This rich genus includes everything from English laurel to flowering apricots, cherries, peaches, and plums. (For edible varieties, see individual listings for apricot, cherry, peach, plum, and plum hybridss.)
Ornamental species and forms can be divided into two categories: evergreen and deciduous. Evergreen types are used chiefly as hedges, screens, shade trees, street trees. Deciduous flowering trees and shrubs, closely related to the fruit trees mentioned above, are valued for their winter or spring floral display as well as for attractive shape and for foliage form, texture, and sometimes even fall color. Many of these deciduous kinds offer a bonus of edible fruit.Prunus ilicifolia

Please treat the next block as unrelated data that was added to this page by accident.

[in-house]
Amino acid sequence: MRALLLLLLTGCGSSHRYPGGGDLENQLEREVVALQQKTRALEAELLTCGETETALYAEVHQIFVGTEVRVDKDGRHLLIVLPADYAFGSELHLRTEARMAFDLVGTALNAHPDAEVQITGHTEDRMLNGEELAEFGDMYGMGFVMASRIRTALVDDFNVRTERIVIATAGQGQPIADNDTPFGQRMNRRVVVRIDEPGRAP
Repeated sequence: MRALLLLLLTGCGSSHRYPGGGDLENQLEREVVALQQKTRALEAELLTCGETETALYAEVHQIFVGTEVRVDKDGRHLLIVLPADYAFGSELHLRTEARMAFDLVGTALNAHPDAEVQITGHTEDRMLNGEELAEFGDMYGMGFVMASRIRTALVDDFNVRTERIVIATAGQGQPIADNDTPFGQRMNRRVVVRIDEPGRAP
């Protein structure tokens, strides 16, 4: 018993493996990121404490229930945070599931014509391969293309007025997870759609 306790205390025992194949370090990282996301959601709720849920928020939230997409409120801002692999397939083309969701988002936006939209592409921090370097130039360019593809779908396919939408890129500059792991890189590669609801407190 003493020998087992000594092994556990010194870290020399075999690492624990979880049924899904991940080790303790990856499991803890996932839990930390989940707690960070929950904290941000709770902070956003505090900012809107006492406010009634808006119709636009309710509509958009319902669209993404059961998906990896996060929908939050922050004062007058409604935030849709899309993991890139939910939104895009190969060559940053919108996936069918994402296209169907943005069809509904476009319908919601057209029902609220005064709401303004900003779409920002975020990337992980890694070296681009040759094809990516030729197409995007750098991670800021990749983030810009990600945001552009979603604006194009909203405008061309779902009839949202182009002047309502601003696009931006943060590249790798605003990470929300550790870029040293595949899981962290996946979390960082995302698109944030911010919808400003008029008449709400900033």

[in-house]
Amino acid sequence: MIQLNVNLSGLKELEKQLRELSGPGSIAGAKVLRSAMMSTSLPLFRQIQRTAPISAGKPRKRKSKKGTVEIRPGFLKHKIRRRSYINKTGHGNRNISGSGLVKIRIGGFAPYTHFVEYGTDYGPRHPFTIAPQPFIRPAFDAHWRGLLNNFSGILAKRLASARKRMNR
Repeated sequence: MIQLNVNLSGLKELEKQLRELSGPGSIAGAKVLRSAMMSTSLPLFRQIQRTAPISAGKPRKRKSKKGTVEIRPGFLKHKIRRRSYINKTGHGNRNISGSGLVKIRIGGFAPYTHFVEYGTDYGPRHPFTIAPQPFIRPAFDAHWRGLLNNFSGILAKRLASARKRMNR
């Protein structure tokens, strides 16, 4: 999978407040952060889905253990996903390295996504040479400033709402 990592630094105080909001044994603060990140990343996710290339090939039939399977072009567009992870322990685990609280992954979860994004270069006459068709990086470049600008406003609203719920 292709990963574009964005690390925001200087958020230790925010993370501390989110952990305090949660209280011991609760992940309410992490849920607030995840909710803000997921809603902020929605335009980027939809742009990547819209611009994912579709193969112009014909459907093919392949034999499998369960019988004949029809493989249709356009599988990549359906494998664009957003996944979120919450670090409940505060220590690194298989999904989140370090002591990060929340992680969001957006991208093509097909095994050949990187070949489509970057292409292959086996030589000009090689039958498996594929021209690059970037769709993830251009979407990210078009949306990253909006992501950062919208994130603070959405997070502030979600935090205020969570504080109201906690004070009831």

Native to coastal Southern California. The two similar forms described below are both useful as small trees, screens, or medium-size to tall clipped hedges. They often hybridize when growing near each other, producing plants with intermediate characteristics. Avoid planting near paved surfaces or parking areas, since fallen fruit causes stains. Both plants have unusually high resistance to oak root fungus, and both need good drainage. Can take extreme drought, but look best with occasional deep soakings.
Somewhat similar to gladiolus, but there are differences. Watsonia’s sword-shaped, 2 1/2 -ft.-lo...
Most commonly grown species. To 4–5 ft. high in bloom. Spineless leaves to 2 ft. long are deeply...
Grows 1 to 2 ft. high with branches trailing to spread 3 ft. or more. Soft, hairy, gray-green, roundis...